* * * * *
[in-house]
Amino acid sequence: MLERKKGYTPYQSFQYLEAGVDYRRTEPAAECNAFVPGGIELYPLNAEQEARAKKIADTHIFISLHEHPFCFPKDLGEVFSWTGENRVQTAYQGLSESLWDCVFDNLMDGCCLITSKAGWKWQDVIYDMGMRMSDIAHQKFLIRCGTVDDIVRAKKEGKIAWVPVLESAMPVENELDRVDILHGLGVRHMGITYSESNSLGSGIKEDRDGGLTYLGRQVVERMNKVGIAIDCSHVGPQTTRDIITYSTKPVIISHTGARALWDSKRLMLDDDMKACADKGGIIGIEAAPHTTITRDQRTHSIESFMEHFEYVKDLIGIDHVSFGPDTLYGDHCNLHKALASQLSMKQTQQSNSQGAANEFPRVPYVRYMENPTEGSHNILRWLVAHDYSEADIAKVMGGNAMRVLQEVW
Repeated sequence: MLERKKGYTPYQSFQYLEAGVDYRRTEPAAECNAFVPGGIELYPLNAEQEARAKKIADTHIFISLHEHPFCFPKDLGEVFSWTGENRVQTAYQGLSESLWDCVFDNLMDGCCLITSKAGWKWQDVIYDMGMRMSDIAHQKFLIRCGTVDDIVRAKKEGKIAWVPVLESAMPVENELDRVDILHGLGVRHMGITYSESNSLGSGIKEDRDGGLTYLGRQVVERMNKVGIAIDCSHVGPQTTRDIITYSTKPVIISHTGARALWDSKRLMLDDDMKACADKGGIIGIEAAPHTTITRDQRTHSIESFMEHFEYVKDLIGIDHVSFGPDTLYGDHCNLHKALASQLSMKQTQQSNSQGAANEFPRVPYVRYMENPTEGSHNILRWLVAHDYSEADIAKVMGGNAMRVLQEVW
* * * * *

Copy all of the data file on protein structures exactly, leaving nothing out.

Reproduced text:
[in-house]
Amino acid sequence: MLERKKGYTPYQSFQYLEAGVDYRRTEPAAECNAFVPGGIELYPLNAEQEARAKKIADTHIFISLHEHPFCFPKDLGEVFSWTGENRVQTAYQGLSESLWDCVFDNLMDGCCLITSKAGWKWQDVIYDMGMRMSDIAHQKFLIRCGTVDDIVRAKKEGKIAWVPVLESAMPVENELDRVDILHGLGVRHMGITYSESNSLGSGIKEDRDGGLTYLGRQVVERMNKVGIAIDCSHVGPQTTRDIITYSTKPVIISHTGARALWDSKRLMLDDDMKACADKGGIIGIEAAPHTTITRDQRTHSIESFMEHFEYVKDLIGIDHVSFGPDTLYGDHCNLHKALASQLSMKQTQQSNSQGAANEFPRVPYVRYMENPTEGSHNILRWLVAHDYSEADIAKVMGGNAMRVLQEVW
Repeated sequence: MLERKKGYTPYQSFQYLEAGVDYRRTEPAAECNAFVPGGIELYPLNAEQEARAKKIADTHIFISLHEHPFCFPKDLGEVFSWTGENRVQTAYQGLSESLWDCVFDNLMDGCCLITSKAGWKWQDVIYDMGMRMSDIAHQKFLIRCGTVDDIVRAKKEGKIAWVPVLESAMPVENELDRVDILHGLGVRHMGITYSESNSLGSGIKEDRDGGLTYLGRQVVERMNKVGIAIDCSHVGPQTTRDIITYSTKPVIISHTGARALWDSKRLMLDDDMKACADKGGIIGIEAAPHTTITRDQRTHSIESFMEHFEYVKDLIGIDHVSFGPDTLYGDHCNLHKALASQLSMKQTQQSNSQGAANEFPRVPYVRYMENPTEGSHNILRWLVAHDYSEADIAKVMGGNAMRVLQEVW